Volume 15, Number 1, Spring 2015

Impact of Contract Bundling and Consolidation on Defense
Acquisition System and Defense Industrial Base: The Case of
the U.S. Department of the Navy .......................................................       1
M. V. Kidalov
 
Public Procurement Specialists: They Are Not Who We Thought
They Were ...........................................................................................   38
A. V. Roman
 
Implementing Sustainability in Public Procurement: The Limited
Role of Procurement Managers and Party-Political Executives .......     66
C. J. Gelderman, J. Semeijn and F. Bouma
 
Looking Beyond Accession: Challenges to Implementing the
World Trade Organization Government Procurement Agreement
in China ...............................................................................................   93
D. J. Cook

ABSTRACT. Much of the literature on China’s ongoing attempts to accede to the World Trade Organization (“WTO”) Agreement on Government Procurement (“GPA”) focuses on which Chinese entities will ultimately be covered by the Agreement. While coverage issues are, no doubt, important, this paper argues that China will face an even greater number of challenges when implementing and harmonizing the requirements of the GPA with its own domestic procurement laws. In particular, the GPA’s Article XVIII requirement for an effective domestic review mechanism may be especially difficult for China to achieve. In light of these challenges, this paper argues that current GPA members should address problems with China’s domestic legal framework for procurement now, not look to the domestic review device to resolve problems after accession.

ABSTRACT. Recently there has been an impressive growth in the scholarly literature on public procurement. The study of the administrative roles assumed by public procurement specialists is, however, one area that remains largely underexplored. Somewhat curiously, the professionals making a career in the field are often an afterthought when it comes to empirical research. Outside of anecdotal accounts, there is little that is known in terms of the roles that procurement specialists assume on daily basis. In this respect, there is an important knowledge gap within the field’s body of literature. This article attempts to address this knowledge gap through an exploratory empirical evaluation of the administrative behaviors of public procurement specialists.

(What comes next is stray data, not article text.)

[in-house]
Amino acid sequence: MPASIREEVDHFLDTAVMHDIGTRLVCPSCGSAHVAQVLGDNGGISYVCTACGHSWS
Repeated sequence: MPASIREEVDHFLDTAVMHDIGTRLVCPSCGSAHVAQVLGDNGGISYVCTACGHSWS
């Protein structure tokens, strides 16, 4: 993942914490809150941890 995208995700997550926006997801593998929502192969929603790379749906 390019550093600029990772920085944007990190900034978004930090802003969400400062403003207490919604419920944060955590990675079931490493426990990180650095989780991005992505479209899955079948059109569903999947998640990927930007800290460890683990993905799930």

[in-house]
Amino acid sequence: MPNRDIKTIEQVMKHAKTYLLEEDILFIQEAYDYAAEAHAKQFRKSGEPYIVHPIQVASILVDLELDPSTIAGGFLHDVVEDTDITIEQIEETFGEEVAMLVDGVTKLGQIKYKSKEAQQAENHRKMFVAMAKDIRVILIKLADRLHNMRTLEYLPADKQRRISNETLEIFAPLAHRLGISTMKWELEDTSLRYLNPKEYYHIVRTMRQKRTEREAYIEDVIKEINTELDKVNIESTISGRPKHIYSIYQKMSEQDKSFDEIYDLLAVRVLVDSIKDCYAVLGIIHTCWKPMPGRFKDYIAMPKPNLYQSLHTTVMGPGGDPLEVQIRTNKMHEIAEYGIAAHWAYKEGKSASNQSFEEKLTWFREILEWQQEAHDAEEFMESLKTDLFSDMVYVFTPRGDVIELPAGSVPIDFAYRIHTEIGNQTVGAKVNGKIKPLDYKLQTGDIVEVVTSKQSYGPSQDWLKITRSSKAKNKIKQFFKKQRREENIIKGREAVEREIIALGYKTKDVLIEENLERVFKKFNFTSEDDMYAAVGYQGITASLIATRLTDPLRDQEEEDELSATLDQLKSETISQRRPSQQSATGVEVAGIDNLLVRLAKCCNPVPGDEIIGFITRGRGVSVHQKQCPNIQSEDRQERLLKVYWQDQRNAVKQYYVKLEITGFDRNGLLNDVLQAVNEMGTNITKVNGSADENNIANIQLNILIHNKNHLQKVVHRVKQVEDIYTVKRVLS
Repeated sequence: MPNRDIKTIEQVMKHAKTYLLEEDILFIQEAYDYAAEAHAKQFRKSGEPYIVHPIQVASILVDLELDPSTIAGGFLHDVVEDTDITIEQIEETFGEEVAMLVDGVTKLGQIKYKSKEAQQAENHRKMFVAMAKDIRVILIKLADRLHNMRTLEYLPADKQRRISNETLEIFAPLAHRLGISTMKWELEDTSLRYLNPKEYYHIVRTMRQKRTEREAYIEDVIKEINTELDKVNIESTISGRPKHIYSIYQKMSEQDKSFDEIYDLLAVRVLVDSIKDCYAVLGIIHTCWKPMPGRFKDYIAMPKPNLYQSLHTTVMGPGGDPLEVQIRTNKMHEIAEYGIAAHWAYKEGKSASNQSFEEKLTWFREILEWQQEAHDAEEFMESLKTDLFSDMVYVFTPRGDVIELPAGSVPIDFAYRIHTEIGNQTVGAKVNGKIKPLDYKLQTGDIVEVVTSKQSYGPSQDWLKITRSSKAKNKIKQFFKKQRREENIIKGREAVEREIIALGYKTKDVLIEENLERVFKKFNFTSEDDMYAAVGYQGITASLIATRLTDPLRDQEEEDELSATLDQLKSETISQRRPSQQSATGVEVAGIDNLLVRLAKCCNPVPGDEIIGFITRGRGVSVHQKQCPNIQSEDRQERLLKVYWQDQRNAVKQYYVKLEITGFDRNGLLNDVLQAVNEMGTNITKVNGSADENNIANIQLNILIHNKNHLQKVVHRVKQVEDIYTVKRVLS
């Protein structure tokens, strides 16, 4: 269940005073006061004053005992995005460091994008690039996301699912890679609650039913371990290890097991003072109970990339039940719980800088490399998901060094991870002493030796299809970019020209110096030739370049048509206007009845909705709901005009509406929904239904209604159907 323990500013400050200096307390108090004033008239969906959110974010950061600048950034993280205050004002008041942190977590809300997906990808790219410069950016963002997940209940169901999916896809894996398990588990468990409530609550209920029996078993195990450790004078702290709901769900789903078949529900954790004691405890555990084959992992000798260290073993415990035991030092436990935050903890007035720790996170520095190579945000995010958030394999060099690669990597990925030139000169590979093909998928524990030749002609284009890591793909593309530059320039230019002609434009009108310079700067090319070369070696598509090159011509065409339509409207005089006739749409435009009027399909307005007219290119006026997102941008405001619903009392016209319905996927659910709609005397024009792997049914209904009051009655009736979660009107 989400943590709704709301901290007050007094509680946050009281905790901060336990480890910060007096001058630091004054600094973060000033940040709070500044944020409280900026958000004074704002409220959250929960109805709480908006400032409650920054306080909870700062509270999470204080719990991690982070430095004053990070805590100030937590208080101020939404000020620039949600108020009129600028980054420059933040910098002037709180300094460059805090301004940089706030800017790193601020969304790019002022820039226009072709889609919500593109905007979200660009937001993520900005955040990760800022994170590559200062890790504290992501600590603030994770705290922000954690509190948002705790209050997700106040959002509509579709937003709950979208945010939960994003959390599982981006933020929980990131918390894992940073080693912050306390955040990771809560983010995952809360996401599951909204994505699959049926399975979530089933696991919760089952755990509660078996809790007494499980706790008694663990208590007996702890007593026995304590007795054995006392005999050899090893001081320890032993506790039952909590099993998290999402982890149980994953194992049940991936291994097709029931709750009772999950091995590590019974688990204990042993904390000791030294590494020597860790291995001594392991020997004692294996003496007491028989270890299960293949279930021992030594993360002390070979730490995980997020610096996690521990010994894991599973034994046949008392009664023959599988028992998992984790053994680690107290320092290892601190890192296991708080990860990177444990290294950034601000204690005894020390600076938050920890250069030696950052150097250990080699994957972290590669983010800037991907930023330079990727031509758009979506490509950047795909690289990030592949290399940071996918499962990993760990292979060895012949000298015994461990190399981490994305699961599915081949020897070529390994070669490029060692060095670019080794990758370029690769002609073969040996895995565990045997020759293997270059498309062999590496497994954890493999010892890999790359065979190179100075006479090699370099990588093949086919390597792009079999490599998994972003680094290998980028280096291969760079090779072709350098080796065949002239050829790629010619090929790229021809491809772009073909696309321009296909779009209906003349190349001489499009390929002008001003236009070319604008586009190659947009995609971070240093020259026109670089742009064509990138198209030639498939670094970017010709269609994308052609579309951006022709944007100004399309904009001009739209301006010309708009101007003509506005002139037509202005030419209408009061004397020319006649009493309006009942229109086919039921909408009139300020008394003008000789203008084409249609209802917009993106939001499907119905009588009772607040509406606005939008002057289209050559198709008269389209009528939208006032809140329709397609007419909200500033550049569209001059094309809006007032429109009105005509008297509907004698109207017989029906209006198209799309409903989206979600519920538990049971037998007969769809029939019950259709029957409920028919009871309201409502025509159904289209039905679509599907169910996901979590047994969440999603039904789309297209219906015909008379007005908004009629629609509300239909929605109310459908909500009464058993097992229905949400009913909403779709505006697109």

ABSTRACT. Little is known about the way local government utilizes the procurement function to promote sustainability. Sustainability is a political theme of considerable importance at the local government level. We investigated the relationships between municipal executive councillors and procurement managers in three Dutch municipalities. We found that the party-political councillors focus on initiatives affecting citizens to create public visibility and electoral support. Procurement managers however, are primarily concerned with stakeholders within the organization serving different interests. Sustainability initiatives appear largely input-based rather than result-based. Procurement managers rarely consult with the councillors. Rather, department heads have the final say in allocating funds in the course of sustainability initiatives.

ABSTRACT. Despite Congressional and Presidential emphasis on reducing bundling and consolidation of defense contracts, recent studies cast doubt on whether such practices are problematic for small contractors or the defense acquisition system. Those studies proposed that bundling and consolidation are generally positive tools to procure best value. This paper tests these propositions by examining relevant U.S. Department of the Navy (DON) contracts for Fiscal Year 2010, when Congress reported record bundling and consolidation in U.S. defense contracting. Specifically, the paper looks to performance of Navy and Marine Corps buying commands in meeting small business goals and other good-government objectives such as competition, performance-based acquisitions, preference for commercial suppliers, and support for the U.S. defense industrial base. The paper recommends improvements in targeted good-government practices as measures to reduce bundling and consolidation.

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